6 most words is quite complicated, often involving intricate and highly specialized perspectives involving human interests and concerns, providing various analytic connections in ways that could not be learned from scratch, so there is a "poverty of stimulus" argument here. Here are some examples. If say that I painted my house brown, you will understand me to mean I painted it brown on the outside. That's the default or unmarked case. But I can also say that I painted my house brown on the inside. To climb a mountain is to go up, but you can also climb down the mountain. If I am inside my house I cannot see it (except perhaps through a window if an exterior surface is then visible). I am not near my house if I am inside. Words offer conflicting perspectives. The book I just took out of the library has a red cover, took four years to write, weighs two pounds, and has been translated into several languages. I can paint the door brown and then walk through it. After the bank lowered interest rates, it burned down and was rebuilt across the street. The pronoun in this case can refer to a financial institution but cannot be used to refer back to a river bank, as in, "After the bank lowered interest rates, there was a flood and the river overflowed it." This may relate to a worry some philosophers have about the idea that to know something you must believe it and it must be true. What's known is a fact, what's believed is a proposition. Some philosophers therefore object that what you know can't be what you believe. But perhaps that is like objecting that the baby can't both finish the bottle and then break it.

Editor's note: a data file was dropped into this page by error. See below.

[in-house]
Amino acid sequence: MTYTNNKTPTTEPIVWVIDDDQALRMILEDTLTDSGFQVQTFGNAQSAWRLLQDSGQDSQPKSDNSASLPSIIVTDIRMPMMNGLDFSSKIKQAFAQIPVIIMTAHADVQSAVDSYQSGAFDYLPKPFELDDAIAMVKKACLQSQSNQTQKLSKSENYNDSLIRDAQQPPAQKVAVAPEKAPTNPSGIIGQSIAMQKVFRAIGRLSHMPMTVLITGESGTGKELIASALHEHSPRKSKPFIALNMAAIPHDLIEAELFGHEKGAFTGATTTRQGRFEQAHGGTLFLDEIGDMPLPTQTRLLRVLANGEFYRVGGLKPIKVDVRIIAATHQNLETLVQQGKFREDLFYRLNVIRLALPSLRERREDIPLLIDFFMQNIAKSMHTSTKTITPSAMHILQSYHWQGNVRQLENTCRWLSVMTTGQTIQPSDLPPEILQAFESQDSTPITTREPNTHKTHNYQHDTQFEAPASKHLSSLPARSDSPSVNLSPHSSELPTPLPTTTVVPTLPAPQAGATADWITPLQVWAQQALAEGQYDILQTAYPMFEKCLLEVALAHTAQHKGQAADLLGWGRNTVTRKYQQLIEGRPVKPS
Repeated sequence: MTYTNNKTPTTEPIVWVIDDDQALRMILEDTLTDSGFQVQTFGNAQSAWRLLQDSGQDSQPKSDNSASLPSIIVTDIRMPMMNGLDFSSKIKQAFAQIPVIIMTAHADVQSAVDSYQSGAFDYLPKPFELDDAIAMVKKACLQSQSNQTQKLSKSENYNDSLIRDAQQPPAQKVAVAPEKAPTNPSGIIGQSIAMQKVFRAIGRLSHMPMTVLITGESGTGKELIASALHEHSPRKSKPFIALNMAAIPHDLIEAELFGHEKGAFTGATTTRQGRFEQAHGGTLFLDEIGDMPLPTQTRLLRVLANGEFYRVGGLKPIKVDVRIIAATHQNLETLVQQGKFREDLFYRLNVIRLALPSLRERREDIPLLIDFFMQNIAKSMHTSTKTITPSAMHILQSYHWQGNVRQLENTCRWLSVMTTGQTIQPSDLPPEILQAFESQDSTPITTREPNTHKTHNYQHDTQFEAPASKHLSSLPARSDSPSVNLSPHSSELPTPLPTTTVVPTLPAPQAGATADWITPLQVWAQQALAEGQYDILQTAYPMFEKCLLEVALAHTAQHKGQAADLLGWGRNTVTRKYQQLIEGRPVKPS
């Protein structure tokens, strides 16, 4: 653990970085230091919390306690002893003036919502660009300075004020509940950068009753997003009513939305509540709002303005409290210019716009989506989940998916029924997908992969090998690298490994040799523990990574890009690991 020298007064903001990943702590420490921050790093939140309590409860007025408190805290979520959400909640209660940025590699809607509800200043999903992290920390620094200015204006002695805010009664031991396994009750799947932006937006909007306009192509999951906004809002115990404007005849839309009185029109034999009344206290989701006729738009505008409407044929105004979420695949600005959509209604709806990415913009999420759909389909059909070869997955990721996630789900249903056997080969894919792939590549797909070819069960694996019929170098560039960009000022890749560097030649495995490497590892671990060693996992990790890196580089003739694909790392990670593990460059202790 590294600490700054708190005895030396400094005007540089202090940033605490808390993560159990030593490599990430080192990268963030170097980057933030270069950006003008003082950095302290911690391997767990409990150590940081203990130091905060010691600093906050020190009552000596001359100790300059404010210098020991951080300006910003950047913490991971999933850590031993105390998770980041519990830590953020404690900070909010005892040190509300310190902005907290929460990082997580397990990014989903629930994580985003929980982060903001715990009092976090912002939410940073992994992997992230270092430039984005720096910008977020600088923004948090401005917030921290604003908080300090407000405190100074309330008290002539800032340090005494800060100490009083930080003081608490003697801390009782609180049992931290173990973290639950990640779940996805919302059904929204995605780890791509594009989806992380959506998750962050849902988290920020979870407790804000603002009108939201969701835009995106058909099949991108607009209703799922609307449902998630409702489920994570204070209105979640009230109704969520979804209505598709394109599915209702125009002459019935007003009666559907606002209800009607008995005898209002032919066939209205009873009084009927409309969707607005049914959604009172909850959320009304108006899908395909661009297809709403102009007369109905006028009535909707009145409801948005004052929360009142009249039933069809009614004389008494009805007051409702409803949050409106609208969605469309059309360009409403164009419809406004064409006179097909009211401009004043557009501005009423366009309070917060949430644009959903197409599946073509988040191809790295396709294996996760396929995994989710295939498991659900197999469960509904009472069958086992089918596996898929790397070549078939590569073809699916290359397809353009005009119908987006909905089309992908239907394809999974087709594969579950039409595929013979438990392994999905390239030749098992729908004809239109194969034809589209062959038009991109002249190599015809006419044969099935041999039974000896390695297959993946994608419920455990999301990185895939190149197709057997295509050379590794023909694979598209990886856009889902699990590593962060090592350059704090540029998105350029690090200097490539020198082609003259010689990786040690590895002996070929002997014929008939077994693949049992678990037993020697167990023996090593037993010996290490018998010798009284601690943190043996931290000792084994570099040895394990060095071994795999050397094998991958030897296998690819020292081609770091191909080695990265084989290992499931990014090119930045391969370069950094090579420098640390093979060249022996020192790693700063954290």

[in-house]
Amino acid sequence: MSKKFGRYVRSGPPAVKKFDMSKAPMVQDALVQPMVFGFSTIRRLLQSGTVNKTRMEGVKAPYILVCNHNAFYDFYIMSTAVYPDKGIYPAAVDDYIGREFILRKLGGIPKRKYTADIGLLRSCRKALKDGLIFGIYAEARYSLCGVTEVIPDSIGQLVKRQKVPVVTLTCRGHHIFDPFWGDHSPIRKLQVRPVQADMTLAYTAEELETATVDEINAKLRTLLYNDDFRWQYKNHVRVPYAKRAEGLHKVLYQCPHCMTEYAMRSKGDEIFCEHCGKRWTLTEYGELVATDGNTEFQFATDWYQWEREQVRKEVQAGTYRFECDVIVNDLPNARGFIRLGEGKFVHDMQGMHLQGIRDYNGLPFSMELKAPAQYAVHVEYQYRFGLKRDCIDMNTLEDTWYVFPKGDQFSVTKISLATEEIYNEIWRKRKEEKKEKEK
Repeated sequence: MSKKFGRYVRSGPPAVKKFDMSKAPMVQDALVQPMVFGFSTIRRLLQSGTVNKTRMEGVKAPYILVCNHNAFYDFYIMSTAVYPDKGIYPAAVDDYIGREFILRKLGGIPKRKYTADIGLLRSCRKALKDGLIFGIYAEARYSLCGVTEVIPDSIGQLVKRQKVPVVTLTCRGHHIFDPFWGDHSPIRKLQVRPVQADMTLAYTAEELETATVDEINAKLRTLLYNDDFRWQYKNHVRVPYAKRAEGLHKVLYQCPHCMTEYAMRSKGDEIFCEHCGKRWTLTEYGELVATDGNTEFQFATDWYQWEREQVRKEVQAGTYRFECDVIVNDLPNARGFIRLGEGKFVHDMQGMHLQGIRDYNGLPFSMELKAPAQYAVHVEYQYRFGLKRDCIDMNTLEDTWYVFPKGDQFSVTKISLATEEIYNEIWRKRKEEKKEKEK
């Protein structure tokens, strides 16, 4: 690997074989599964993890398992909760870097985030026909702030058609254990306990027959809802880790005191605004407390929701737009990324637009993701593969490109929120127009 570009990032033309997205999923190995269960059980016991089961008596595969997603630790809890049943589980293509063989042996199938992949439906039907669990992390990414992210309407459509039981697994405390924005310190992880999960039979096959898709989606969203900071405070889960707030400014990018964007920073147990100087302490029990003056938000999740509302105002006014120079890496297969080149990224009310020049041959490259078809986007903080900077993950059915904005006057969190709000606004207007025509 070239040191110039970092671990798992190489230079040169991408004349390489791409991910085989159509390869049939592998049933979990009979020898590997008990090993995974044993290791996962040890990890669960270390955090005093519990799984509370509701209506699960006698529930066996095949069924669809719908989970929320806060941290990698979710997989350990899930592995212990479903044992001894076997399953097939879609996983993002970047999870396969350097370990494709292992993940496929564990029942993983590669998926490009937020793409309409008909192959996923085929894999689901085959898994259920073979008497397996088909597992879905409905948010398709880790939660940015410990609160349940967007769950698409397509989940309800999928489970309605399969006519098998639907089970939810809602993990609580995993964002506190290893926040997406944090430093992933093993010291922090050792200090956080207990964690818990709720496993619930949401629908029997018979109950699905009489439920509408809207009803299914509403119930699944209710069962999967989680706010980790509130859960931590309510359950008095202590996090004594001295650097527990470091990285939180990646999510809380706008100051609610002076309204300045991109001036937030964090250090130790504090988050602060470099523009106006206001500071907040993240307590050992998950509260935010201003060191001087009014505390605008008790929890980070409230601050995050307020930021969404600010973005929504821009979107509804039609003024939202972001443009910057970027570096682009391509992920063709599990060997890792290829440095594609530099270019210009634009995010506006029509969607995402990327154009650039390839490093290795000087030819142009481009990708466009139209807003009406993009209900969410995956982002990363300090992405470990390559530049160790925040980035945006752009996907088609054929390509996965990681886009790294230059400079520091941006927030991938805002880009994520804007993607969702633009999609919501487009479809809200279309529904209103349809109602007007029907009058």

7 In this brief review I have been able to mention only a small part of the riches contained and I haven't really been able adequately to defend Chomsky's complaints against philosophers of language and philosophers of mind, although I am convinced that he is right. In any event, this collection should be read and studied carefully by all philosophers of mind and language.